October 4, 1938.
March 1, 1939.
Present: FIELD, C.J., DONAHUE, LUMMUS, QUA, DOLAN, JJ.
Attachment, Of mortgaged personal property. Mortgage, Of personal property: attachment of mortgaged property. Notice.
A notice in writing, given by a mortgagee of personal property to an officer holding the property under attachment, demanding release of the attachment or payment to the mortgagee of a stated sum, "the amount due on said mortgage," the mortgage being described in the notice by date and book and page of record, complied with § 75 of G.L. (Ter. Ed.) c. 223; and a subsequent sale on execution in disregard of the notice could be found to be a conversion of the property.
TWO ACTIONS OF TORT. Writs in the District Court of Chelsea dated December 12, 1934, and February 19, 1935, respectively.
On removal to the Superior Court the actions were tried together before Kirk. J. In each action a verdict for the plaintiff in the sum of $400 was recorded with leave reserved; and later the judge ordered entered verdicts for the defendants and reported the cases to this court.
R. Sheinfeld, for the plaintiff.
F.S. Deland, ( S. Goldman with him,) for the defendants.
These are two actions of tort to recover damages for the conversion of certain personal property which was subject to a mortgage held by the plaintiff. The alleged conversion arose out of an attachment and subsequent sale on execution of the property involved. The defendant corporation was the attaching creditor and the defendant White the deputy sheriff who made the attachment and conducted the "execution" sale. The cases were tried to a jury, which returned a verdict for the plaintiff in each case. Before recording the verdicts the judge reserved leave to enter verdicts for the defendants, and entered them under the reservation solely on the ground that the notice given by the plaintiff, which is set forth in the record, did not comply with the provisions of G.L. (Ter. Ed.) c. 223, §§ 74, 75. The parties have stipulated that if this ruling of the judge was erroneous judgment is to be entered in each case for the plaintiff in the sum of $400, "recovery to be had in a sum not to exceed . . . $400," with costs. The notice which was served on the defendant White after the attachment was made reads as follows: "You have now under attachment the fixtures located at # 282 Lincoln Av. Saugus, Mass. Demand is hereby made upon you to release said attachment or pay to the mortgagee, William Mugford, the sum of $700, the amount due on said mortgage. The mortgage was recorded with the Town Clerk of Saugus on the 21st day of August 1934 in Book 17 page 349." The parties agreed that the mortgage was duly recorded.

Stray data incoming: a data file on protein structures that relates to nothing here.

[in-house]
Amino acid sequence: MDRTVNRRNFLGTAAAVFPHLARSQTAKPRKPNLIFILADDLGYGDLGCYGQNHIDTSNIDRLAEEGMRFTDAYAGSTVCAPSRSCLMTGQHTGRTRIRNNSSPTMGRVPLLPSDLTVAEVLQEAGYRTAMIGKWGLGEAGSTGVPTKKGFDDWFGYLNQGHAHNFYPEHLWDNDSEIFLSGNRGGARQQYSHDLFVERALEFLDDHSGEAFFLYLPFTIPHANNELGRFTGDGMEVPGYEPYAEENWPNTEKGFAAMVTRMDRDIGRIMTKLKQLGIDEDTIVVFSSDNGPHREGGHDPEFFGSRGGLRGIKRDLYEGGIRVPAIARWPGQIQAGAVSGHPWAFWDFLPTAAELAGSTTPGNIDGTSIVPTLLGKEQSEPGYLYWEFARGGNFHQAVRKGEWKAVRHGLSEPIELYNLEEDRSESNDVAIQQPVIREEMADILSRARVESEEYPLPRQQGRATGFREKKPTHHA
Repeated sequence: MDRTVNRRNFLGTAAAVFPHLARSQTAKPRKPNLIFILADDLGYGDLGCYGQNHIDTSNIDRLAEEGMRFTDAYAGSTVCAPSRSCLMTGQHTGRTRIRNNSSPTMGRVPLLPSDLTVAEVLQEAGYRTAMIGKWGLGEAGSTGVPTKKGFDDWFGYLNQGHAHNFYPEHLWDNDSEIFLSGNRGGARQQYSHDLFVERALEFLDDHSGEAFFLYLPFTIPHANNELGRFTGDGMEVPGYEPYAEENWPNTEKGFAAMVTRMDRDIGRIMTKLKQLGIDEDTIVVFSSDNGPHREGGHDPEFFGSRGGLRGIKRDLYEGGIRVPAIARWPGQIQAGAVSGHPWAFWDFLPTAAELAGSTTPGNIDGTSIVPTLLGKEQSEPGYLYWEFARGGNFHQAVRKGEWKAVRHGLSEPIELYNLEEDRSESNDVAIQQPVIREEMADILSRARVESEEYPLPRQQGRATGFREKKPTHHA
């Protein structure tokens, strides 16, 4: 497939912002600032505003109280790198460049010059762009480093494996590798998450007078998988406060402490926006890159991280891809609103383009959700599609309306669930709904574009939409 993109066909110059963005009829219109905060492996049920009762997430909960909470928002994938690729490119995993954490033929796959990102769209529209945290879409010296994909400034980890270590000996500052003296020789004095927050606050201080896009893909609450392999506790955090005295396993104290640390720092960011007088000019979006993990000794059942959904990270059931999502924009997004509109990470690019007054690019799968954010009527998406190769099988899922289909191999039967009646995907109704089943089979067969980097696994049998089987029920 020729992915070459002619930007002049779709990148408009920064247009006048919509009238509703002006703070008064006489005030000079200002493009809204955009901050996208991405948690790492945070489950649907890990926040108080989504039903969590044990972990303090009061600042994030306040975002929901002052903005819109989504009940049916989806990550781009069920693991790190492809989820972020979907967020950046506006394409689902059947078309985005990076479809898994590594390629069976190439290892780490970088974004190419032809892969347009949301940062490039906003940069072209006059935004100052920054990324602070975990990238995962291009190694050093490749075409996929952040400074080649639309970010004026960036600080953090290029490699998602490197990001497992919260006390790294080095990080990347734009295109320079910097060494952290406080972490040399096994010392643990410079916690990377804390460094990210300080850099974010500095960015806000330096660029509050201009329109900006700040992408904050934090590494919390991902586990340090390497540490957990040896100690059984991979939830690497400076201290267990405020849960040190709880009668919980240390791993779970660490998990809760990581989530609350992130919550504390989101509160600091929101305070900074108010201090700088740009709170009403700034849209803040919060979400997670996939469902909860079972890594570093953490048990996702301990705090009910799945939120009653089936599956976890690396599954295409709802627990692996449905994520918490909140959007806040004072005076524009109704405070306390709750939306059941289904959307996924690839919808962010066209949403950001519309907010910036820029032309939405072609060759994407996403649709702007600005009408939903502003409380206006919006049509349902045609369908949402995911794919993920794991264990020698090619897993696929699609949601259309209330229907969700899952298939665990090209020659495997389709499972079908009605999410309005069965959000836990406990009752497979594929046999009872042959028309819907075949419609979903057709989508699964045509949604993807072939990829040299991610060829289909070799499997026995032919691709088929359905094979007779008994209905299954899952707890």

The provisions of G.L. (Ter. Ed.) c. 223, §§ 74 and 75, are as follows: "Section 74. Personal property of a debtor which is subject to a mortgage, pledge or lien, and of which he has the right of redemption, may be attached and held as if it were unencumbered, if the attaching creditor pays or tenders to the mortgagee, pledgee or holder of the property the amount for which it is so liable within ten days after demand as hereinafter provided. Section 75. The mortgagee, pledgee or holder shall, when demanding payment of the money due to him, state in writing a just and true account of the debt or demand for which the property is liable to him and deliver it to the attaching creditor or officer. If the same is not paid or tendered to him within ten days thereafter, the attachment shall be dissolved, the property shall be restored to him and the attaching creditor shall be liable to him for any damages he has sustained by the attachment."